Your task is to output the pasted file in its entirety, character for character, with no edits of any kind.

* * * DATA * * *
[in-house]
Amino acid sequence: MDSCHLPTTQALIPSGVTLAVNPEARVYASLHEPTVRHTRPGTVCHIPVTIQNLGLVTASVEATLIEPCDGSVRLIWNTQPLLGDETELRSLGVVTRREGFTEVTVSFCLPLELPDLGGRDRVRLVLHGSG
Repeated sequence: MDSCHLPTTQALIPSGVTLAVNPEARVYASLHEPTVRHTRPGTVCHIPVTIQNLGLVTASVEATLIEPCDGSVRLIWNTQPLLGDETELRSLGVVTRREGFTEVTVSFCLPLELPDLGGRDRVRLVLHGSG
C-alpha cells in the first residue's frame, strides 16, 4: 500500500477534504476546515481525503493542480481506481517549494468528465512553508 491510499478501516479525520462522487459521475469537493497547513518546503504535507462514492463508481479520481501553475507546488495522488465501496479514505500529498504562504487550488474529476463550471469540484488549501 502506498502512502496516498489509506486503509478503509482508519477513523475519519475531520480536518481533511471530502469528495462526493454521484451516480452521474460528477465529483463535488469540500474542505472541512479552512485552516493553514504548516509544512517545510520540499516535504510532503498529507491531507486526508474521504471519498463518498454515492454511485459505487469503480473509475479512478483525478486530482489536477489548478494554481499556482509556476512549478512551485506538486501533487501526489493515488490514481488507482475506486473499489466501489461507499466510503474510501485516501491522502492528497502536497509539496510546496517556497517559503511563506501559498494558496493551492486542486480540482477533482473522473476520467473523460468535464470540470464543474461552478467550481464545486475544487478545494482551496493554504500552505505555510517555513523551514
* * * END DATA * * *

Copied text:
[in-house]
Amino acid sequence: MDSCHLPTTQALIPSGVTLAVNPEARVYASLHEPTVRHTRPGTVCHIPVTIQNLGLVTASVEATLIEPCDGSVRLIWNTQPLLGDETELRSLGVVTRREGFTEVTVSFCLPLELPDLGGRDRVRLVLHGSG
Repeated sequence: MDSCHLPTTQALIPSGVTLAVNPEARVYASLHEPTVRHTRPGTVCHIPVTIQNLGLVTASVEATLIEPCDGSVRLIWNTQPLLGDETELRSLGVVTRREGFTEVTVSFCLPLELPDLGGRDRVRLVLHGSG
C-alpha cells in the first residue's frame, strides 16, 4: 500500500477534504476546515481525503493542480481506481517549494468528465512553508 491510499478501516479525520462522487459521475469537493497547513518546503504535507462514492463508481479520481501553475507546488495522488465501496479514505500529498504562504487550488474529476463550471469540484488549501 502506498502512502496516498489509506486503509478503509482508519477513523475519519475531520480536518481533511471530502469528495462526493454521484451516480452521474460528477465529483463535488469540500474542505472541512479552512485552516493553514504548516509544512517545510520540499516535504510532503498529507491531507486526508474521504471519498463518498454515492454511485459505487469503480473509475479512478483525478486530482489536477489548478494554481499556482509556476512549478512551485506538486501533487501526489493515488490514481488507482475506486473499489466501489461507499466510503474510501485516501491522502492528497502536497509539496510546496517556497517559503511563506501559498494558496493551492486542486480540482477533482473522473476520467473523460468535464470540470464543474461552478467550481464545486475544487478545494482551496493554504500552505505555510517555513523551514